Bethel seems to have been a Canaanite city originally, and after the conquest by Joshua was given to the tribe of Benjamin (
Bethel is mentioned in the apocryphal books as being fortified by Bacchides (
Modern Beitin, Bethel was excavated by Albright and Kelso intermittently from 1934 to 1961. City walls from the Middle Bronze Age (2200 to 1550 b.c.), the time of the patriarchs, were found. In the Late Bronze Age (1550-1200) there were well-built houses here with much imported pottery. In the thirteenth century a destruction layer of ashes and burned bricks testifies to its demise that some attribute to Joshua.
2. Another city mentioned in southern Judah (
BETHEL bĕth’ əl (בֵּֽית־אֵ֤ל; Βαιθήλ, and οἰ̂κος θεου̂, lit. house of God).
A town on the great N-S watershed road of Pal. twelve m. N of Jerusalem designated as the modern village of Beitin. The Heb. name, Bethel, has been preserved in the Arab. “Beitin” by the normal shift of consonants. The presence of excellent springs of water near the top of the ridge of hills made the site desirable from early days. Bethel also occupied a key point on the E-W route from Trans-Jordan W by way of Jericho to the Mediterranean either by way of the Valley of Ajalon or via Gophna to the Plain of Sharon and the sea. These circumstances are a partial explanation for the fact that Bethel is mentioned in Scripture more often than any city except Jerusalem.
The bare mountain top at Bethel served as a worship center through the millennia. The Canaanite deity El gave his name to this site. The god Baal, who normally replaced El in the Canaanite pantheon, was unable to dislodge the name of El in Bethel. So this location continued to be known as Bethel, serving as a worship center for nomads. Even Abraham (
The earliest archeological evidence for the occupation of the high place at Bethel is a chalcolithic water jar from 3500 b.c. The lack of structures dating from that period suggests that Bethel was an open-air sanctuary in that age. During the late chalcolithic period (c. 3200 b.c.) Bethel was occupied, as indicated by ceramic evidence found around the high place and S of the sanctuary area. Ai then replaced Bethel as the major town of the area. A second occupation of Bethel was about 2400-2200 b.c. Later that town was abandoned and not reoccupied until the 19th cent. This marked the beginning of an almost continuous occupation of the site. A temple was built immediately above the high place and a town was constructed S of it. A strong defensive wall system may not have been constructed until the 18th or 17th centuries.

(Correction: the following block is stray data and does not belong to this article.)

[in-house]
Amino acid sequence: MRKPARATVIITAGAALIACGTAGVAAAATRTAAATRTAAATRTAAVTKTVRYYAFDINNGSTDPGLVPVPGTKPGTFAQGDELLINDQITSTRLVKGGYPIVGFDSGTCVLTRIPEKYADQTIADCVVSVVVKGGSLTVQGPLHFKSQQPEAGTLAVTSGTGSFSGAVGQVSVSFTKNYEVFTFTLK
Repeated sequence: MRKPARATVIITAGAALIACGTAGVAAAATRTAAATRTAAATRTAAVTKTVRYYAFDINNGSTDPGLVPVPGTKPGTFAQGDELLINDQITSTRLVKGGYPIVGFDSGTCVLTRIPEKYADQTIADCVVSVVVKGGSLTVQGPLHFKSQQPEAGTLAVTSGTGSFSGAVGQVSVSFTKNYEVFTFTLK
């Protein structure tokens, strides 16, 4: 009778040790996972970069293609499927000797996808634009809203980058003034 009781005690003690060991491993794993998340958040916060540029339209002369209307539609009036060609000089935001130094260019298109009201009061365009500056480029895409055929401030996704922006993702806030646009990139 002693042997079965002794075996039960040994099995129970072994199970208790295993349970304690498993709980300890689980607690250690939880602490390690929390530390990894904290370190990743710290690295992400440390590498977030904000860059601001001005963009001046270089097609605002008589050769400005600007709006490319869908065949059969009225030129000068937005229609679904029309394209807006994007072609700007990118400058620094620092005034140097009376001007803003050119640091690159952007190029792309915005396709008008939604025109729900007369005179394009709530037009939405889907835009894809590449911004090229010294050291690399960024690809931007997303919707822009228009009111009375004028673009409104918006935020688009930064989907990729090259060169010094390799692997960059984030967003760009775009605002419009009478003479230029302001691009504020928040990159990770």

It was early in this Middle Bronze period that the accounts of the patriarchs as presented in Genesis fit well into the archeological history of Bethel. The quality of the architectural evidence indicates that Abraham and Jacob found a well-developed town when they visited the site. While Jacob might think of the town as Luz, a place where he could find refuge from his twin brother Esau as he fled toward the E, the Genesis account also reports that Jacob played on the generic name for God which was El. He set up a stone, poured oil upon it, and called the name of the place, “house of God,” Bethel, for God had spoken to him in a dream the night before (
The absence of Late Bronze I material at Bethel suggests that the site was destroyed about 1550 b.c. by the Egyp. drive against the Hyksos who were thrown out of Egypt and Pal.